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Nights in Rodanthe    by Nicholas Sparks order for
Nights in Rodanthe
by Nicholas Sparks
Order:  USA  Can
Warner, 2003 (2002)
Hardcover, Paperback, Audio, CD, e-Book

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* *   Reviewed by Hilary Williamson

While reading this engaging novel, I kept asking myself why it is so appealing. After all, the plot is fairly simple: a mother shares with her grieving, widowed daughter a story that she had kept from her children, and so helps her daughter to come to terms with her own situation. I concluded that the appeal lies in the author's ability, in this novel and others, to speak to the heart, of love and loss, and of responsibility to those who remain.

At sixty, Adrienne Willis has been divorced for seventeen years and her children are grown. She has no desire to be young again, but wonders if it is possible for the young 'to look past the graying hair and wrinkles and see the woman she used to be.' She reflects on a long weekend in Rodanthe that changed her life and decides to finally break her silence and disclose what happened to her daughter Amanda, whose prolonged grief after her husband's death is affecting her small children.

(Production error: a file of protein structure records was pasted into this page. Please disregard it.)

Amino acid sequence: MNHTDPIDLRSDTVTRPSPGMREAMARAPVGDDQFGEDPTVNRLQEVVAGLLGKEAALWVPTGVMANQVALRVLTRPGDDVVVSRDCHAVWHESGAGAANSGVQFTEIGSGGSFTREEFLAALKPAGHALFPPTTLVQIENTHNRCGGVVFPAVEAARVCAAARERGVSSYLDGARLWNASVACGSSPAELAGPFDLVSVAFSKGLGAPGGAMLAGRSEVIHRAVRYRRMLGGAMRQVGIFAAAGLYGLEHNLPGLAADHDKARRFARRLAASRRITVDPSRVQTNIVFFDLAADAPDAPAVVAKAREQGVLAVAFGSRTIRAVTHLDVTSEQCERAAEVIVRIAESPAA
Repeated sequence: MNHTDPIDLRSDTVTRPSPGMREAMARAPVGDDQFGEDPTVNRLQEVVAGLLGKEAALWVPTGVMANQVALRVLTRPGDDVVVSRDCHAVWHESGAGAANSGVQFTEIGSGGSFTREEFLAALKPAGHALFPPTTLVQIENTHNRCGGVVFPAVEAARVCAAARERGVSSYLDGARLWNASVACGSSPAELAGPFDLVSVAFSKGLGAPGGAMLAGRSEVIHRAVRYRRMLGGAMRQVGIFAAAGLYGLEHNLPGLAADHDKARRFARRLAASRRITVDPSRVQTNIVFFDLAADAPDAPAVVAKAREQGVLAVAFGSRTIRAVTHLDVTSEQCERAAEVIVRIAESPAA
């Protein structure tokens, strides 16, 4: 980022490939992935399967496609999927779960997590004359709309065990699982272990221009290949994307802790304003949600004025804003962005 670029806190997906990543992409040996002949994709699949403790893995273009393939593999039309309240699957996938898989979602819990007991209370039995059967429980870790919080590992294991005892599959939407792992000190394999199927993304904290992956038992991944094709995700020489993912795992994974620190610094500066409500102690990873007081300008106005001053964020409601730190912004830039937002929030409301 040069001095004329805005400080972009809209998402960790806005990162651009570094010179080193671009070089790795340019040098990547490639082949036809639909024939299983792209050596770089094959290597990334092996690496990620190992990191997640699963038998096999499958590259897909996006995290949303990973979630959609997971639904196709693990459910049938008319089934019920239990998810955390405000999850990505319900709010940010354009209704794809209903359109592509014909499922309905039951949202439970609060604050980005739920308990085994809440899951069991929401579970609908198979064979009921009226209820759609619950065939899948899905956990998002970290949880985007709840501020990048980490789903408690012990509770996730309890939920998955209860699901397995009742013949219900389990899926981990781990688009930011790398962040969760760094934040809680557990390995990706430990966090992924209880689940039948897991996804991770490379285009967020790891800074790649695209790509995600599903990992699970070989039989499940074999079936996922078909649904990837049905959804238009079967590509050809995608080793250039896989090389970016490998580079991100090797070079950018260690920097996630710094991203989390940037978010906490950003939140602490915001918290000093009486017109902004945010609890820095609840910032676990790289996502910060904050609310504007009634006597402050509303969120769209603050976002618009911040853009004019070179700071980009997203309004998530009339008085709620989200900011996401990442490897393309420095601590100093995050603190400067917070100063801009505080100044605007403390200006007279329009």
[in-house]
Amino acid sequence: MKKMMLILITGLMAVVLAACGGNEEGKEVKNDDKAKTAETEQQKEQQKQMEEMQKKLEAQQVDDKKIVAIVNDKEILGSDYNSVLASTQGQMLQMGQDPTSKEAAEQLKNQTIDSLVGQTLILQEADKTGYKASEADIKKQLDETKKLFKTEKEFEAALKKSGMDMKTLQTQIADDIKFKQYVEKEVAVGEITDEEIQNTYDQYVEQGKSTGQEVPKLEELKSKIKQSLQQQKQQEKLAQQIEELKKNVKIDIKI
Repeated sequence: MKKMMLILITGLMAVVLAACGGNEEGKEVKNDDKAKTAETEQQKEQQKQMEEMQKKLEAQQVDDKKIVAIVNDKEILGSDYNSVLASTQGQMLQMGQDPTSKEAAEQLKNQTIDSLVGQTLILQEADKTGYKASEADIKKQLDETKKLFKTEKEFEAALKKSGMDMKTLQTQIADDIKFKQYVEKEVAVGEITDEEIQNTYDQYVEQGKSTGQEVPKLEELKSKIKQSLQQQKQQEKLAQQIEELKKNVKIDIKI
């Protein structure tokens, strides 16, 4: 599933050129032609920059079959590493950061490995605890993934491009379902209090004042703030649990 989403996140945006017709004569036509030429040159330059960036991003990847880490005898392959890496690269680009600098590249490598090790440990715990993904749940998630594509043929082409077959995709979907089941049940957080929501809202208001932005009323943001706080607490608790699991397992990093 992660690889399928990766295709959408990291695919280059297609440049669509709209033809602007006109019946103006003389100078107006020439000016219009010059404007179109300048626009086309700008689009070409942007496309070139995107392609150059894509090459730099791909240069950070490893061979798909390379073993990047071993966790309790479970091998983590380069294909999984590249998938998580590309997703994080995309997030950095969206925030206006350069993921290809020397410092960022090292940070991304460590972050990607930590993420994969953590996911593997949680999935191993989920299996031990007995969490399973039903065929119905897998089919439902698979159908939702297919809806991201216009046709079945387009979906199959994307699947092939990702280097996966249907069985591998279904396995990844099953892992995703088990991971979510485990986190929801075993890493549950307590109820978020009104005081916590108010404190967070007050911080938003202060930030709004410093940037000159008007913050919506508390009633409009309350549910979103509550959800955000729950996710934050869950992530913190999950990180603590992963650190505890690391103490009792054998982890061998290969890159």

So Adrienne tells Amanda (and the reader) a tale of events fourteen years earlier when her husband had just left her and she watched the Inn at Rodanthe for a friend, hoping to clear her mind. The only guest is Paul Flanner, whose own marriage and son have been casualties to his obsession with achievement. The love of a lifetime develops over that week-end, but the reader is left to wonder, along with Amanda, why these two people are not together.

What I particularly liked about this story is that its lovers are not twenty-something. Its 'better to have loved and lost' theme is applied to a middle-aged couple and recounted by a sixty-year old woman who is still vital, active and caring. The author's insights on the human condition are simple but true, as when Adrienne tells us that people, young or old, aren't all that different in what they want from life, but 'most young people seemed to think that these things lay somewhere in the future, while most older people believed that they lay in the past.'

Nights in Rodanthe shows us grief, loss and coping from several different angles, centered on a mystery whose suspense builds unbearably. It's a tear-jerker, short and sweet but never trite, which acknowledges the reality of grief alongside the need for responsibility to those who remain. Though entire years had been 'washed away like sandy footprint's near the water's edge' of Adrienne's memory, she would never forget Rodanthe.

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